Candy -- scripted series on basic cable. Strangely enough, NBC's parent company (NBC-Universal) is also the owner of USA Network, which is enjoying tremendous ratings success with lighter hour-long dramas such as "Burn Notice," "Psych" and "Royal Pains." Other channels are seeing success by filling certain niches. AMC, which at one time was a destination for old movies, is now better-known as a risk-taker when it comes to original programming, with the Emmy award-winning "Mad Men" and "Breaking Bad," which again are dominating year-end "best of" lists, along with "The Walking Dead," a buzzed-about horror-drama. FX, which once made do with "X-Files" and "NYPD Blue" reruns, now skews toward younger adult audiences looking for edgier programming and has two of TV's funniest and most irreverent half-hours in "It's Always Sunny in Philadelphia" and "Archer." Right now, much of the best and most creative work on television is happening far, far away from the networks.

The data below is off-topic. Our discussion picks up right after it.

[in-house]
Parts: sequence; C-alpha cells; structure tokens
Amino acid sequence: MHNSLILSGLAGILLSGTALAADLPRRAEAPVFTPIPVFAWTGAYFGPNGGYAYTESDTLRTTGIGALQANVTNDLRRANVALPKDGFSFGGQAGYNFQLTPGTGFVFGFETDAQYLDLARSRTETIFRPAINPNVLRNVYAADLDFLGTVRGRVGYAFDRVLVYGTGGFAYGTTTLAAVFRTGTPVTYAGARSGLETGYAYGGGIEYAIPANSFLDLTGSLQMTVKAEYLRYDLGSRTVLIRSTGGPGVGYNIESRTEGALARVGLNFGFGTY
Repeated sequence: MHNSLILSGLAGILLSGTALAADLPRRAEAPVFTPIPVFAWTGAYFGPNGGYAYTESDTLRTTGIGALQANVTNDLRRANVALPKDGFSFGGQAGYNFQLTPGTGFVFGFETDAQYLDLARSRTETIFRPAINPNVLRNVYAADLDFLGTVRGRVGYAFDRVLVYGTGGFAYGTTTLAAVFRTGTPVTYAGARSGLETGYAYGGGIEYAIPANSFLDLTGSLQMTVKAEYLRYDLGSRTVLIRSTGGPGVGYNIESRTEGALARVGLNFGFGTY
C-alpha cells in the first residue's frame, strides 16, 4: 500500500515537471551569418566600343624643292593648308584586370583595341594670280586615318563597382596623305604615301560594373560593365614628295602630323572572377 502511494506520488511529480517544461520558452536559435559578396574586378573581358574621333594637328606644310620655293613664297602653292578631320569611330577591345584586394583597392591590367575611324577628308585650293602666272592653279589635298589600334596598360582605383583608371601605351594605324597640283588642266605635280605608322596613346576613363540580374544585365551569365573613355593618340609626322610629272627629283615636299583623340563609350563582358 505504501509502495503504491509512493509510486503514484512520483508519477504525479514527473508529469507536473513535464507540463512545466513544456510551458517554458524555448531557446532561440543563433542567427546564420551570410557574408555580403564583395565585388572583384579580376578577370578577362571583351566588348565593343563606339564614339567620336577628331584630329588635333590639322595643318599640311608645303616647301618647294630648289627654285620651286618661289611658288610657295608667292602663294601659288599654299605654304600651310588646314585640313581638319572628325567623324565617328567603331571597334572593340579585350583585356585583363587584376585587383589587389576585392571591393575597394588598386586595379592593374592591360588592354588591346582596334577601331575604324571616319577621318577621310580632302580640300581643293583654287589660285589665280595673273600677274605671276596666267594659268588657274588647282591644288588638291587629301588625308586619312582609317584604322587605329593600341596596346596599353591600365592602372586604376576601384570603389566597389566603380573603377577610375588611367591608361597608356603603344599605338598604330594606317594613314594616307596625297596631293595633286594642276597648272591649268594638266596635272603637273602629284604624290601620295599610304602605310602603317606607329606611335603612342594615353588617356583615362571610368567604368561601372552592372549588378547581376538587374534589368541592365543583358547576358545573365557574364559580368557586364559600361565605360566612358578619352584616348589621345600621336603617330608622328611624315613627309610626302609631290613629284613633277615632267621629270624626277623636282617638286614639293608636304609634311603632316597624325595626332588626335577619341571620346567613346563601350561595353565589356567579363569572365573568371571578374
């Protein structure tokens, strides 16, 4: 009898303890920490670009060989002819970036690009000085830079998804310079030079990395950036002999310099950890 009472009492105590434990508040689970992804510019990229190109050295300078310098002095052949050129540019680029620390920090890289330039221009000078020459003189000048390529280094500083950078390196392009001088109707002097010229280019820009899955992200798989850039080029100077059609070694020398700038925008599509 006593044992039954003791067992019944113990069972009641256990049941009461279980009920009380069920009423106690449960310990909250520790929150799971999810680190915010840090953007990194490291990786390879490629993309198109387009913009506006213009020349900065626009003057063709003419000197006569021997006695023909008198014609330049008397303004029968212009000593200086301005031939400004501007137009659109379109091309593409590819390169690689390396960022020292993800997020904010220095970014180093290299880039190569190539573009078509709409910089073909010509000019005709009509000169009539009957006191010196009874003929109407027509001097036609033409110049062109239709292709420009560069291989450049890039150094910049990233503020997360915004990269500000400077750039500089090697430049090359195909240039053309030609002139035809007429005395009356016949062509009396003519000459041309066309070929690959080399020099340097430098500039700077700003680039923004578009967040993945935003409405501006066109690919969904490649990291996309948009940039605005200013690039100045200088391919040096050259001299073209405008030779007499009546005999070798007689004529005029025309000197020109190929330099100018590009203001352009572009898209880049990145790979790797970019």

Coal -- the unscripted rip-offs. Cloning is fairly commonplace in all corners of the business world. Whenever a hit is born -- good, bad or ugly -- it's soon followed by knock-off after knock-off. ABC's "Dancing with the Stars," for example, has just finished its most-watched competition yet, growing in popularity (and near-exploding with controversy and conspiracy theories) in its sixth year on the air.
But someone needed to stop ABC from picking up "Skating with the Stars," no matter how good the pitch was. (Perhaps the cautionary tale of FOX's "Skating with Celebrities" was simply ignored, since it happened in 2006.) Even though it's from the same producers, who based it on a 2004 Christmastime special that aired on British television, it doesn't have the same spark as "Dancing" does -- or any spark, for that matter. The pros look bored, the "stars" are wobbly and the host is overbearing.